During my time at the Iris Prize Festival, I was lucky enough to be able to see a few of the competition winners, which includes ‘Best British Short’, and ‘Best International Short’, to name a few.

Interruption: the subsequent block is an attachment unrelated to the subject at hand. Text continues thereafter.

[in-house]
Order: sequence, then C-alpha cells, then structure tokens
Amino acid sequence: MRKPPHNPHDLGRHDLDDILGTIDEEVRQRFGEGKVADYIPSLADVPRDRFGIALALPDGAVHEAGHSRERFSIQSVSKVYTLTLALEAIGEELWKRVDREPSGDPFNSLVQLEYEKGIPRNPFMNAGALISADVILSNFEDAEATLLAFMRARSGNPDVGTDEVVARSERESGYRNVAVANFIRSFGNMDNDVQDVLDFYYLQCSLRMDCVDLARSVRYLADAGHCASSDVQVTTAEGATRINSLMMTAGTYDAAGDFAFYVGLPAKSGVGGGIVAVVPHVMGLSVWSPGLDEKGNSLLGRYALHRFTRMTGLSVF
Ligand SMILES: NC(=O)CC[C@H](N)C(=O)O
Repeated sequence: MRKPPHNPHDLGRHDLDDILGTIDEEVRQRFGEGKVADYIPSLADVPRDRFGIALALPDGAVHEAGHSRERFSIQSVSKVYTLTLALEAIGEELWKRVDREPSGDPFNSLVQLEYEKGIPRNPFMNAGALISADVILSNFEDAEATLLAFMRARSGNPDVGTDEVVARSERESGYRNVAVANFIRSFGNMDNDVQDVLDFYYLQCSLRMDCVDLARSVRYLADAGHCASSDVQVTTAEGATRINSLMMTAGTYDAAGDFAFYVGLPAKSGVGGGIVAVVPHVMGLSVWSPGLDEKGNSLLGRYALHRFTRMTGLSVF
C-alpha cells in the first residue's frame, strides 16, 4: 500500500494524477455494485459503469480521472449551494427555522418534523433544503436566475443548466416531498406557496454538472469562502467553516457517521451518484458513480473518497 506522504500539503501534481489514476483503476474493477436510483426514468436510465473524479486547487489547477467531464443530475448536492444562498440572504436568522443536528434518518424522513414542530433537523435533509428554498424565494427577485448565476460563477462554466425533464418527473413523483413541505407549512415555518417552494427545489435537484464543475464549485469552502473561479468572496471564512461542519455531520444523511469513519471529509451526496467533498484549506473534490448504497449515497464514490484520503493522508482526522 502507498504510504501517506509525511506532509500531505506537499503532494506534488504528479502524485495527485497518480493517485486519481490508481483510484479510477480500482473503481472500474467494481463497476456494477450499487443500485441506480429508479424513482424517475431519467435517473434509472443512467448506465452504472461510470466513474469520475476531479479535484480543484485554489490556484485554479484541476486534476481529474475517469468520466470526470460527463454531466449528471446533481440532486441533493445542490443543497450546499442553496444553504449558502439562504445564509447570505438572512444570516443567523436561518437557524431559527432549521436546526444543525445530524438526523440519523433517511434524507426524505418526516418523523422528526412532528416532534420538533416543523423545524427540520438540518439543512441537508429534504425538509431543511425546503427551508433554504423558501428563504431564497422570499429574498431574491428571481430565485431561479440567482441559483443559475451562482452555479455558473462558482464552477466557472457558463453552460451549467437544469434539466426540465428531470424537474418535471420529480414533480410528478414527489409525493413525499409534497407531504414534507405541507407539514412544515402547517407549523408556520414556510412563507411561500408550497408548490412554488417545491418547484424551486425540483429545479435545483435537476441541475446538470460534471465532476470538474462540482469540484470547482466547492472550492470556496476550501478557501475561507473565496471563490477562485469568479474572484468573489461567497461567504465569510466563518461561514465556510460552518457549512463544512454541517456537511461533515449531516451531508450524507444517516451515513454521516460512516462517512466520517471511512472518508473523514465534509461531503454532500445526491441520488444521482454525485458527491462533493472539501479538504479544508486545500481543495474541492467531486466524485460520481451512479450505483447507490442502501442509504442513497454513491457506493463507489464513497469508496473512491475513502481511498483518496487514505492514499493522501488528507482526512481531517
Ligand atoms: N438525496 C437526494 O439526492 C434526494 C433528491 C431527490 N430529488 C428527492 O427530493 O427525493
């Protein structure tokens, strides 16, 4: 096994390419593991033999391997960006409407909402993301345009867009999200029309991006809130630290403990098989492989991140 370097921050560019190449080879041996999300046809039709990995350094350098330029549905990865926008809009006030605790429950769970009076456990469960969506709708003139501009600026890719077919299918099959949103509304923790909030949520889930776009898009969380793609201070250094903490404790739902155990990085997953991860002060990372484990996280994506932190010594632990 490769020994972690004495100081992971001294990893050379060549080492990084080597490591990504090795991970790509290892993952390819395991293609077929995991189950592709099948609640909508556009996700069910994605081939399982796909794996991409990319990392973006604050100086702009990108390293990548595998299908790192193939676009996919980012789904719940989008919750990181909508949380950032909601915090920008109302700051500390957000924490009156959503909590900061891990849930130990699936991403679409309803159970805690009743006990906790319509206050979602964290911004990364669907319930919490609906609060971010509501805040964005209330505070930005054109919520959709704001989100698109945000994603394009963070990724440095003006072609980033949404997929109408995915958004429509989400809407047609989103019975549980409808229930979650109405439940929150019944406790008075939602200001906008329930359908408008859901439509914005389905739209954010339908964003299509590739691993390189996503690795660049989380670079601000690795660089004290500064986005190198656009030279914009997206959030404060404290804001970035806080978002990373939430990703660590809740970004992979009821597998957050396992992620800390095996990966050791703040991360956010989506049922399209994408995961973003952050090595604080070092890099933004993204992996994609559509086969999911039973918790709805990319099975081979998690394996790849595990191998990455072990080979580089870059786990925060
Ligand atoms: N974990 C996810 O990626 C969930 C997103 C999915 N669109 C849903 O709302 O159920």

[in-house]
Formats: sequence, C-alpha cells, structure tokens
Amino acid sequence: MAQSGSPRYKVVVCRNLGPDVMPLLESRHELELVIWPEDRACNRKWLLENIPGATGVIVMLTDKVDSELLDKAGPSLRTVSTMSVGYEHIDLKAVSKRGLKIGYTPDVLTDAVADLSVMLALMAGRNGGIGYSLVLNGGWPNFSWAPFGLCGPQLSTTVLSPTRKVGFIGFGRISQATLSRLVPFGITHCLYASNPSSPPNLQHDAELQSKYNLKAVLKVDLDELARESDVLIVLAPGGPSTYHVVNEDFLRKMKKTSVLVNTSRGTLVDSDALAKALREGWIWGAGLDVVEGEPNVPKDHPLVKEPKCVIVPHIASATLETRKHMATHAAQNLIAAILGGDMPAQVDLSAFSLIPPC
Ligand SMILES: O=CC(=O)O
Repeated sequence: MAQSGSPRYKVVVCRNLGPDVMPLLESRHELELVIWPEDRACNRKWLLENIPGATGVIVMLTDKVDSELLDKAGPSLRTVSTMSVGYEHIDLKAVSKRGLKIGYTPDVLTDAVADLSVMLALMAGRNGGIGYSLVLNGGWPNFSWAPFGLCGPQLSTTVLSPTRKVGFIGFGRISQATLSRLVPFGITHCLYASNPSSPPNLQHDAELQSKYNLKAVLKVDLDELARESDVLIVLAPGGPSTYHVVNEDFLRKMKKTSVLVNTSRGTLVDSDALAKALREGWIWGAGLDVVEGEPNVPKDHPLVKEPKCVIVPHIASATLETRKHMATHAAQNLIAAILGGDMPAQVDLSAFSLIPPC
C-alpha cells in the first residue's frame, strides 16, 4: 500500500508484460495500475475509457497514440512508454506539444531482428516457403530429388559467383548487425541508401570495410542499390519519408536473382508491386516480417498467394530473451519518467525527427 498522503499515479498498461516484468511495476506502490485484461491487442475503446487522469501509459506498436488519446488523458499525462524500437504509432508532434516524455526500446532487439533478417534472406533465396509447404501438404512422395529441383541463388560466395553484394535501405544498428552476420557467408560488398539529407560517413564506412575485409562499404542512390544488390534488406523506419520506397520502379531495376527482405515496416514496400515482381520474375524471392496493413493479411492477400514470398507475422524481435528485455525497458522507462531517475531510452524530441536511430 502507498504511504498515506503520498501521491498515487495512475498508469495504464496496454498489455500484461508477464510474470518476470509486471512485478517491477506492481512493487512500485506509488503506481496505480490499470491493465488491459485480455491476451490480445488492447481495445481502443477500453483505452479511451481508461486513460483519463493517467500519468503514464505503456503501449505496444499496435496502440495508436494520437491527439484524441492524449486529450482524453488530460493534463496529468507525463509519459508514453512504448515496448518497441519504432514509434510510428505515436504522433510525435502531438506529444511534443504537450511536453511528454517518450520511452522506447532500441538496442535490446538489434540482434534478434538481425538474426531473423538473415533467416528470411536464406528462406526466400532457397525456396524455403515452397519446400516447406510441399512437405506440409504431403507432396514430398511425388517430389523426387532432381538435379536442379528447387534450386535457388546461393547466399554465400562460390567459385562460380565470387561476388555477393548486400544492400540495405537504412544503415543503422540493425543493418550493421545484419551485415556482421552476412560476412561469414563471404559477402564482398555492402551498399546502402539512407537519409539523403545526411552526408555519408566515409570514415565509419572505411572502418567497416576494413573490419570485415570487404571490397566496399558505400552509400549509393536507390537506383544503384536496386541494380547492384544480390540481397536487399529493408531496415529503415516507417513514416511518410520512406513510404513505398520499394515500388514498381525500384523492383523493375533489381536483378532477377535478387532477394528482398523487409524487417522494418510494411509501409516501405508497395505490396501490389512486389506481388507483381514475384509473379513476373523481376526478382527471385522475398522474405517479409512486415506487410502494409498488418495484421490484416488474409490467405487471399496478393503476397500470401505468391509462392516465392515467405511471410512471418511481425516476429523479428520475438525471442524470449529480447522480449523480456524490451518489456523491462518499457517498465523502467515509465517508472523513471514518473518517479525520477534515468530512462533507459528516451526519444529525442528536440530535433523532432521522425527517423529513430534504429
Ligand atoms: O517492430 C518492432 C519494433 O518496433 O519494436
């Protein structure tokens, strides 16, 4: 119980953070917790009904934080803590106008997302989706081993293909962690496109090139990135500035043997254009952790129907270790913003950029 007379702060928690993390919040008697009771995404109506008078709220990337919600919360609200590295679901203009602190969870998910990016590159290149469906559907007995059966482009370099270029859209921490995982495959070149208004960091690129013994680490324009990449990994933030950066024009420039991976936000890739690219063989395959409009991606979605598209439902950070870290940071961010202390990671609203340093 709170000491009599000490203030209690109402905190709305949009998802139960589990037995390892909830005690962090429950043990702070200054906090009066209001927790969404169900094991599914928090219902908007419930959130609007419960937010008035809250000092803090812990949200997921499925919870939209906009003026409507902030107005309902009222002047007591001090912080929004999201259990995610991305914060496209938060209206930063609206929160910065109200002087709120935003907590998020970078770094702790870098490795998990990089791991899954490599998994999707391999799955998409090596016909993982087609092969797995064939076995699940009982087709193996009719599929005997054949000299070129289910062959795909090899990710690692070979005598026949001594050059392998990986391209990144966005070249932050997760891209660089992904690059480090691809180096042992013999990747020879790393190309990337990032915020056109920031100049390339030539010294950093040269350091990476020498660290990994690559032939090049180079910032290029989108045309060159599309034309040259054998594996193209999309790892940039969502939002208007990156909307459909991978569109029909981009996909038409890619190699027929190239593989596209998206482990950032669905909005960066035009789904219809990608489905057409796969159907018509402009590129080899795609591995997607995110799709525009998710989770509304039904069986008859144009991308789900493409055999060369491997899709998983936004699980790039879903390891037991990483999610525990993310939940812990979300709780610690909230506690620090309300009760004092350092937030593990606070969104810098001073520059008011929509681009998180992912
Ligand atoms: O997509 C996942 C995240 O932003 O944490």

Set against the backdrop of Ireland’s gloomy skies, and steeped in the uncertainty of teenage life, ‘Lily’ is a brief, devastating look at the internal struggle, and, often, the violent, outward intolerance that comes with the realisation of one’s sexuality. At times, ‘Lily’ is difficult to watch, as fleeting moments of discovery are ruptured by sudden outbursts of rejection and hatred. Where aggressive homophobia rears its ugly head, however, hope is ignited. We, along with ‘Lily’ herself, our protagonist, are told that, even in the face of bigotry, we must embrace our true selves and find a way to deal with all that is bestowed upon us. While it is necessary to face the cruel reality of prejudice, it is also necessary to remind others that it is still worth maintaining some faith in this world, even when we are given every reason not to. Hope, after all, is what keeps us going in the bleakest of situations, and it is this hope that ‘Lily’ leaves us with, to cherish as we reckon with the ugliest sides of humanity.